Location:
EXECUTIVE AND LEGISLATIVE NOMINATIONS COMMITTEE;

OLR Research Report


May 9, 2011

 

2011-R-0221

QUESTIONS FOR NOMINEES TO THE CONNECTICUT STATE BOARD OF LABOR RELATIONS

By: John Moran, Principal Analyst

STRUCTURE AND DUTIES

● The board consists of three members who serve six-year terms. The board appoints staff, including the agent, who is the board's representative, administrator, and legal counsel. The board interprets and administers four employee collective bargaining laws: (1) the Municipal Employee Relations Act (MERA), (2) the State Employee Relations Act (SERA), (3) the Teacher Negotiation Act (TNA), and (4) the State Labor Relations Act (SLRA). It can investigate complaints and grievances, hold hearings, and issue decisions. It can also promulgate regulations, decide the scope of bargaining issues, and issue declaratory rulings. Hearings are conducted by a panel of three, although two members constitute a quorum.

● The governor appoints.

● Both houses confirm.

QUESTIONS

1. As a new member to the board, do you have particular goals for your first term? Should the board set goals, just respond to the complaints and cases that come before it, or can it do both?

2. Why do you believe you are qualified to serve as a member of the board? Do you have knowledge and experience with either public sector or private sector collective bargaining laws?

3. For many of the state's boards and commissions, statutes require all nominees to have certain minimum requirements. The statute establishing the State Board of Labor Relations does not have such a requirement. Do you think it should and what should the requirement be?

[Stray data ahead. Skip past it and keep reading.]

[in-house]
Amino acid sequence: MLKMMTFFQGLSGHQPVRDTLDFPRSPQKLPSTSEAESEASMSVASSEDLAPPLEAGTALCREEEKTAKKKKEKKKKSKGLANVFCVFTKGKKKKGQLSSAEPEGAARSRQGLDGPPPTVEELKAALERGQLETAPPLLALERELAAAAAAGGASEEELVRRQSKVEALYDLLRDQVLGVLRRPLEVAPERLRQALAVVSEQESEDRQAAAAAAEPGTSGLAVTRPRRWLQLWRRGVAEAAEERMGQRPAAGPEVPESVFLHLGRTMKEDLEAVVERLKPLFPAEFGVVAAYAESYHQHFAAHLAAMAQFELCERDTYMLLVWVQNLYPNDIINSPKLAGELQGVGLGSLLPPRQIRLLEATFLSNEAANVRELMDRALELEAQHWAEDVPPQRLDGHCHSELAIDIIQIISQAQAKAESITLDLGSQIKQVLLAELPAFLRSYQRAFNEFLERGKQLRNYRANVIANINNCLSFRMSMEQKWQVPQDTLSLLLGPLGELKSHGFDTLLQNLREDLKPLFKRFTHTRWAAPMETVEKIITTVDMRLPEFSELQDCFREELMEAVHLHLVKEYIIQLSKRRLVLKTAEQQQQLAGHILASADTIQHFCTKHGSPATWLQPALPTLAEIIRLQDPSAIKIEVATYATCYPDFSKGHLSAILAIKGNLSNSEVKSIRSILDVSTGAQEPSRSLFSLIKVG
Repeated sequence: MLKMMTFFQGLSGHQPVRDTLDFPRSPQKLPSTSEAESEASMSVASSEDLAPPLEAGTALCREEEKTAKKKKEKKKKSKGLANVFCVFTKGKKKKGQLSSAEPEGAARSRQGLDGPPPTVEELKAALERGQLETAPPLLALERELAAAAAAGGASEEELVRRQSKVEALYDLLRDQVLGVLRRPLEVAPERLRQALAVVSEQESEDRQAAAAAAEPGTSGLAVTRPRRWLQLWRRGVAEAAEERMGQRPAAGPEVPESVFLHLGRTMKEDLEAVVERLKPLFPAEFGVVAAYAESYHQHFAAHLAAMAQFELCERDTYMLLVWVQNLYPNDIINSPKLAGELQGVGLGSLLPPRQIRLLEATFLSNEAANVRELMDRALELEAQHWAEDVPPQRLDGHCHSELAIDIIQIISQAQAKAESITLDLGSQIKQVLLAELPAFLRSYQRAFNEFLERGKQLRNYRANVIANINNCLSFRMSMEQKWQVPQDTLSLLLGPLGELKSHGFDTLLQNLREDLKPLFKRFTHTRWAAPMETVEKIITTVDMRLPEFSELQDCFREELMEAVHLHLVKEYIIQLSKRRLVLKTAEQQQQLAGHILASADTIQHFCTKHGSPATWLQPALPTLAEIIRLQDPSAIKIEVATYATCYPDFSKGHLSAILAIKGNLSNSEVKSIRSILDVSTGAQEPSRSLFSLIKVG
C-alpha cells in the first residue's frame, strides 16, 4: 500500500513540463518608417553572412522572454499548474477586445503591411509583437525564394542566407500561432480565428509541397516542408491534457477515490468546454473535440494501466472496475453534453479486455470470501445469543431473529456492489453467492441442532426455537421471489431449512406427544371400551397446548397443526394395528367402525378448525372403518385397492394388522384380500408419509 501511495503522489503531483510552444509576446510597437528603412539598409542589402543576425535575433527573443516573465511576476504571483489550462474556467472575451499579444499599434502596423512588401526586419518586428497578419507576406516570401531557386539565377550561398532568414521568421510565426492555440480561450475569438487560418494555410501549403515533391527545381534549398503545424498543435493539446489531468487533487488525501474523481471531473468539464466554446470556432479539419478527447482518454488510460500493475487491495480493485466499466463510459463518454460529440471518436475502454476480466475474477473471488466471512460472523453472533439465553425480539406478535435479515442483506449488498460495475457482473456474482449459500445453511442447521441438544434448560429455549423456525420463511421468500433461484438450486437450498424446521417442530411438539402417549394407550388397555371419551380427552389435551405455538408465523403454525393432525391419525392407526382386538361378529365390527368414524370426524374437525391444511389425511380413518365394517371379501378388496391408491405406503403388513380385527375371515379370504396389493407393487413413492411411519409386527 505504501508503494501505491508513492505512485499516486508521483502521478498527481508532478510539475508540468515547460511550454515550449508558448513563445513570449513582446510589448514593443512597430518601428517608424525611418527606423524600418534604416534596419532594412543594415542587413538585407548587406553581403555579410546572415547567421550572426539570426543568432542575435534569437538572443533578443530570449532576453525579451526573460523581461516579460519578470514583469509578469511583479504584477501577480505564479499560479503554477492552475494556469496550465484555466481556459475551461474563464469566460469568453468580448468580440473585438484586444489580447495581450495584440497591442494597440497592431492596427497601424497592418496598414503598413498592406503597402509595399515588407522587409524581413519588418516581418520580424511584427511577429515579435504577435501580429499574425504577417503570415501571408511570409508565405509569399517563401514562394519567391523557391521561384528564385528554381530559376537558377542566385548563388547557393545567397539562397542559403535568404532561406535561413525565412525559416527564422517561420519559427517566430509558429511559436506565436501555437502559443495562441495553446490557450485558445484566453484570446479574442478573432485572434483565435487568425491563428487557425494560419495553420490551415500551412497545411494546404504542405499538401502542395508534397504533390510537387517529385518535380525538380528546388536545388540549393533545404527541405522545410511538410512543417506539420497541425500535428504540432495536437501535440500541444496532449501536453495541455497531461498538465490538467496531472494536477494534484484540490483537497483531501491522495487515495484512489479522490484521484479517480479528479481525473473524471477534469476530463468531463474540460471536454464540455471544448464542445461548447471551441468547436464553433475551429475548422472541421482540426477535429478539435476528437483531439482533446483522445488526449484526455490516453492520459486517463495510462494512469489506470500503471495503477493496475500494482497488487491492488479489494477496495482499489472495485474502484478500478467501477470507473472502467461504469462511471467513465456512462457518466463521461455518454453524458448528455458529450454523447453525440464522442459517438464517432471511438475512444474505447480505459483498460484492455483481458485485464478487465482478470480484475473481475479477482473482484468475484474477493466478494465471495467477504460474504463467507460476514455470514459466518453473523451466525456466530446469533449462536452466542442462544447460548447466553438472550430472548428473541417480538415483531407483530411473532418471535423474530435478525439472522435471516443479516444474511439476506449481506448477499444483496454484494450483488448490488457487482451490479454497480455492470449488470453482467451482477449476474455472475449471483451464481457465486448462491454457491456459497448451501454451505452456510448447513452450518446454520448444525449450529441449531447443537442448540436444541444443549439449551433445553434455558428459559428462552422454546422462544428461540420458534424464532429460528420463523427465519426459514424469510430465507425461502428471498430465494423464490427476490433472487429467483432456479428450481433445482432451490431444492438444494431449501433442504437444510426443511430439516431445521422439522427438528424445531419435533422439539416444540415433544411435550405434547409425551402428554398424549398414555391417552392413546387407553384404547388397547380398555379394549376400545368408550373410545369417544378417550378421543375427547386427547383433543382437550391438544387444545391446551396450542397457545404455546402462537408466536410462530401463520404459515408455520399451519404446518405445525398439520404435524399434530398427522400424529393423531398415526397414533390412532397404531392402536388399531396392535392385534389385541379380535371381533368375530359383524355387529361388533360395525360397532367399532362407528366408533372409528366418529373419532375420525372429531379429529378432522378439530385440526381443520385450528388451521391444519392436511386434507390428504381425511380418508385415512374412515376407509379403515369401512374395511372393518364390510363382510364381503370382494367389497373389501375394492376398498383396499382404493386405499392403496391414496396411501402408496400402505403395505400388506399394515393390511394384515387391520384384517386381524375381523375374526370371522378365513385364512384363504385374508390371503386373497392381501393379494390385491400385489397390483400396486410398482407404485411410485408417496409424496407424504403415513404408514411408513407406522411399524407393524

4. Most cases are settled without formal board hearings. Are you familiar with how the “informal” settlement procedure operates? Are there advantages or disadvantages of handling cases this way?

5. Are there any recent court decisions involving the board in which you feel the result requires a legislative remedy?

6. How does the board currently meet public requests for information? Is a knowledgeable individual available for the public to speak with during business hours similar to the staff at the National Labor Relations Board?

7. Situations occur where a grievance under a collective bargaining agreement could be heard by the State Labor Relations Board or the State Board of Mediation and Arbitration. How often does this situation arise? Do the two boards work well together to establish which board will hear the case first? What criteria are used to determine which board will hear the case first?

8. The board is responsible for determining the certified bargaining agent for a designated bargaining unit of employees. Under what grounds can part of a bargaining unit break off to form an independent unit or join another union? Are you familiar with how these kinds of decisions are made?

JM:ts